Amy and Nick Dunne are a dysfunctionally married couple. None of them are supposed to be reliable sources (the book is divided into three—Amy, Nick and the truth), and so when the perfect wife Amy disappears the reader automatically believes that Nick killed her. However, when Nick tells his side, we learn that he cheated on her and so our picture of him crumples, and I found myself asking—did he really do it?

  What is at the epitome of this novel, however, is why Amy disappeared. She lived a seemingly perfect life in a perfect suburb with a perfect man, and I realised that maybe this perfection drew her to commit such a crime. Because in truth, framing your husband for the murder of yourself is one of the cruellest acts (especially if we consider how she did it—for instance, she wrote a fake journal depicting her life with a violent man), and so, nobody believed Nick when he said he didn’t kill her. This might propose that what Flynn is actually trying to say is that when marriages or relationships fall apart we might resort to crazy things to keep up appearances or get out of it as the superior one. However, if you’ve read the book, you’ll also know that nobody gets away from this marriage. And why is that?

Perfectionist Amy is obsessed with being a “Cool Girl” (and this is also my absolute favourite quote from the book!):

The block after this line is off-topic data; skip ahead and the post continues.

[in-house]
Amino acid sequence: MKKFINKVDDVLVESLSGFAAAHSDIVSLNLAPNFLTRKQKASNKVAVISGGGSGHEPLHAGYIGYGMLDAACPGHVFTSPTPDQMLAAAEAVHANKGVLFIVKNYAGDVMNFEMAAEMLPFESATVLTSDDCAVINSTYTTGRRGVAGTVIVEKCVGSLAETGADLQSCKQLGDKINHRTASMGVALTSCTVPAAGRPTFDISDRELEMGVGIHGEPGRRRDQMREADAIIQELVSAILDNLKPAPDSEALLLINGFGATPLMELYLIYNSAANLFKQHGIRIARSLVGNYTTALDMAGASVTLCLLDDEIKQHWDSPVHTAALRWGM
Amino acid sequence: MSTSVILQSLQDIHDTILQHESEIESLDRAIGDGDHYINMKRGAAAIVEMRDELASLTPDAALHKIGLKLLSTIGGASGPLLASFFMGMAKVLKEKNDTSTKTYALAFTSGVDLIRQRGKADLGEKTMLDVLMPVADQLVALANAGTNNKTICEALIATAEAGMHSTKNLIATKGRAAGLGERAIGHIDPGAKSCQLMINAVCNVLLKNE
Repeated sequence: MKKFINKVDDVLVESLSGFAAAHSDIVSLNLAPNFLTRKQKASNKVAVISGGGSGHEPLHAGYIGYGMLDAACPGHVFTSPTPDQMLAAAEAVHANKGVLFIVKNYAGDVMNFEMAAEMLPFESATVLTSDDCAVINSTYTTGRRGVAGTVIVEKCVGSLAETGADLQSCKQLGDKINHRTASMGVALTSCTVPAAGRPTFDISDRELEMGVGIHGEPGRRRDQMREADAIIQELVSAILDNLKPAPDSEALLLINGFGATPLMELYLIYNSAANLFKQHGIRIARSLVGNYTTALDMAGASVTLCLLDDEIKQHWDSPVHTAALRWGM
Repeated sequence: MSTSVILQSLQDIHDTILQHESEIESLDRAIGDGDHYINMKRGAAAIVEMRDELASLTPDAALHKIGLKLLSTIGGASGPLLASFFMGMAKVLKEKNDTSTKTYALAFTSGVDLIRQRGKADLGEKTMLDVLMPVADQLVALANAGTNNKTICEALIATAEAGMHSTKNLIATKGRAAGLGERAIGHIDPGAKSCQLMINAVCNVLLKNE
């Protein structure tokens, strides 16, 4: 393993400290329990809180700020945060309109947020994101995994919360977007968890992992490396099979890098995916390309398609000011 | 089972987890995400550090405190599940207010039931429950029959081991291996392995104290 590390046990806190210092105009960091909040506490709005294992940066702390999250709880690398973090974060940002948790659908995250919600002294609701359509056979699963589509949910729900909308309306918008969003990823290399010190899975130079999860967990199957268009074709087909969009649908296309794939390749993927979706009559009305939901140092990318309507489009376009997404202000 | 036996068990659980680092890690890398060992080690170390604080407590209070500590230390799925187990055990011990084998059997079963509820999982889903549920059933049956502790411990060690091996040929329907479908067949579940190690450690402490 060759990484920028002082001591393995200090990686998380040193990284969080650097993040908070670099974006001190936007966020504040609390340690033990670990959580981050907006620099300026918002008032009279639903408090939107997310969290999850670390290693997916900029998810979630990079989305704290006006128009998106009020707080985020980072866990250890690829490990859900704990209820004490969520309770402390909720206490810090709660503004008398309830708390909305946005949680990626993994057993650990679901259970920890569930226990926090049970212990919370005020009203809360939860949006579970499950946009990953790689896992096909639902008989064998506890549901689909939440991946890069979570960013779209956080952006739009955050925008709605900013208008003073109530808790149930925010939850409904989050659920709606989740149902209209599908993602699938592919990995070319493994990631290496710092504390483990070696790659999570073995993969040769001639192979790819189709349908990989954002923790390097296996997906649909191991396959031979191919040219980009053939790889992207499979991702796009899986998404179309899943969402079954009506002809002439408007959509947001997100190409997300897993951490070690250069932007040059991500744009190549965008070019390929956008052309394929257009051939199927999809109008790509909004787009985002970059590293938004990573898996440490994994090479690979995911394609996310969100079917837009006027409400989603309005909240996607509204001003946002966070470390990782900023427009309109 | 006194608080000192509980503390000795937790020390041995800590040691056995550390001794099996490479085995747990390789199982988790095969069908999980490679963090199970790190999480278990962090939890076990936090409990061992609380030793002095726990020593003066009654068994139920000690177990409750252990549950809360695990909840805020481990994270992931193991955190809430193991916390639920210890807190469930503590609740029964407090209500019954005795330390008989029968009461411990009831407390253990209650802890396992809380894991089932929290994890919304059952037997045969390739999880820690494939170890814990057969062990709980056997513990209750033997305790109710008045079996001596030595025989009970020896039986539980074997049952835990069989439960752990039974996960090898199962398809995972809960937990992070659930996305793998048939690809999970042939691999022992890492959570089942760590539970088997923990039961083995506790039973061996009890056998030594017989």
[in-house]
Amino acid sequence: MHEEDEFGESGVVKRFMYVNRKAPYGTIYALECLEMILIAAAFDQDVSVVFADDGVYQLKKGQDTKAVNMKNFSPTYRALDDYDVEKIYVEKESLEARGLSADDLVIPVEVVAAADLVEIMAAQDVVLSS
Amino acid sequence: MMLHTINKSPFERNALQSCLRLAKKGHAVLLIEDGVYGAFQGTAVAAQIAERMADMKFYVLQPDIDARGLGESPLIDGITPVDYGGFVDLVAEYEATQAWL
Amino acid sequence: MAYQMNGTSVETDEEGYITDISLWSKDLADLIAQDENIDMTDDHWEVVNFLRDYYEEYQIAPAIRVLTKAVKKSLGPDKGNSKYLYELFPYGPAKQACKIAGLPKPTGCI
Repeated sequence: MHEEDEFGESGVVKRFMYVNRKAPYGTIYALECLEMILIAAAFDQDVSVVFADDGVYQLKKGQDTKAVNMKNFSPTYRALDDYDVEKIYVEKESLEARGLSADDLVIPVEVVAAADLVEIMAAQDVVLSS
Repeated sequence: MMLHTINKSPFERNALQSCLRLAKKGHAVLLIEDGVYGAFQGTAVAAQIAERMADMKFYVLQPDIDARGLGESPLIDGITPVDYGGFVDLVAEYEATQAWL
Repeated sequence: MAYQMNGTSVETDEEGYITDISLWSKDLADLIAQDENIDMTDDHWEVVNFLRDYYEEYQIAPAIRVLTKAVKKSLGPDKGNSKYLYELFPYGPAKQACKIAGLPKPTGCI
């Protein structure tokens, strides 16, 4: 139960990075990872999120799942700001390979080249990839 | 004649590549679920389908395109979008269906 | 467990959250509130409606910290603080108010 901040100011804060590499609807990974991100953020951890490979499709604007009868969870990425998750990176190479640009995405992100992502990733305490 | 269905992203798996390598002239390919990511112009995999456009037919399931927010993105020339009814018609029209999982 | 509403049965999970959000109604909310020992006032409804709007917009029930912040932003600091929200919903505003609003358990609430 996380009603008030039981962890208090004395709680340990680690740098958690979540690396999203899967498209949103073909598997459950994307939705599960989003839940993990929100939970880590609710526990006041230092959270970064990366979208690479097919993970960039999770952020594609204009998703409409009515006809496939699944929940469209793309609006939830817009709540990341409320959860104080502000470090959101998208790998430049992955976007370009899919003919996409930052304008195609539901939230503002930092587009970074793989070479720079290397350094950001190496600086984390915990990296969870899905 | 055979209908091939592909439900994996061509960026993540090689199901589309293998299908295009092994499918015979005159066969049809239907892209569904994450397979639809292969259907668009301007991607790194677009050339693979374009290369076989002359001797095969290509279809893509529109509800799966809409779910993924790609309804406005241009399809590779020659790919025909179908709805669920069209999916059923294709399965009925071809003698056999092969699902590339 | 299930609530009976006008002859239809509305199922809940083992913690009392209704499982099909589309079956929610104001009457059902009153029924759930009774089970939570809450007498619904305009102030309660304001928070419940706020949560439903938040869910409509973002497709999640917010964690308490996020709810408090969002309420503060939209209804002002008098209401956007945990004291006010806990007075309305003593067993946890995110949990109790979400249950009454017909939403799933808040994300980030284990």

“Men always say that as the defining compliment, don’t they? She’s a cool girl. Being the Cool Girl means I am a hot, brilliant, funny woman who adores football, poker, dirty jokes, and burping, who plays video games, drinks cheap beer, loves threesomes and anal sex, and jams hot dogs and hamburgers into her mouth like she’s hosting the world’s biggest culinary gang bang while somehow maintaining a size 2, because Cool Girls are above all hot. Hot and understanding. Cool Girls never get angry; they only smile in a chagrined, loving manner and let their men do whatever they want. Go ahead, shit on me, I don’t mind, I’m the Cool Girl. Men actually think this girl exists. Maybe they’re fooled because so many women are willing to pretend to be this girl. For a long time Cool Girl offended me. I used to see men – friends, coworkers, strangers – giddy over these awful pretender women, and I’d want to sit these men down and calmly say: You are not dating a woman, you are dating a woman who has watched too many movies written by socially awkward men who’d like to believe that this kind of woman exists and might kiss them. I’d want to grab the poor guy by his lapels or messenger bag and say: The bitch doesn’t really love chili dogs that much – no one loves chili dogs that much! And the Cool Girls are even more pathetic: They’re not even pretending to be the woman they want to be, they’re pretending to be the woman a man wants them to be. Oh, and if you’re not a Cool Girl, I beg you not to believe that your man doesn’t want the Cool Girl. It may be a slightly different version – maybe he’s a vegetarian, so Cool Girl loves seitan and is great with dogs; or maybe he’s a hipster artist, so Cool Girl is a tattooed, bespectacled nerd who loves comics. There are variations to the window dressing, but believe me, he wants Cool Girl, who is basically the girl who likes every fucking thing he likes and doesn’t ever complain. (How do you know you’re not Cool Girl? Because he says things like: ‘I like strong women.’ If he says that to you, he will at some point fuck someone else. Because ‘I like strong women’ is code for ‘I hate strong women.’)”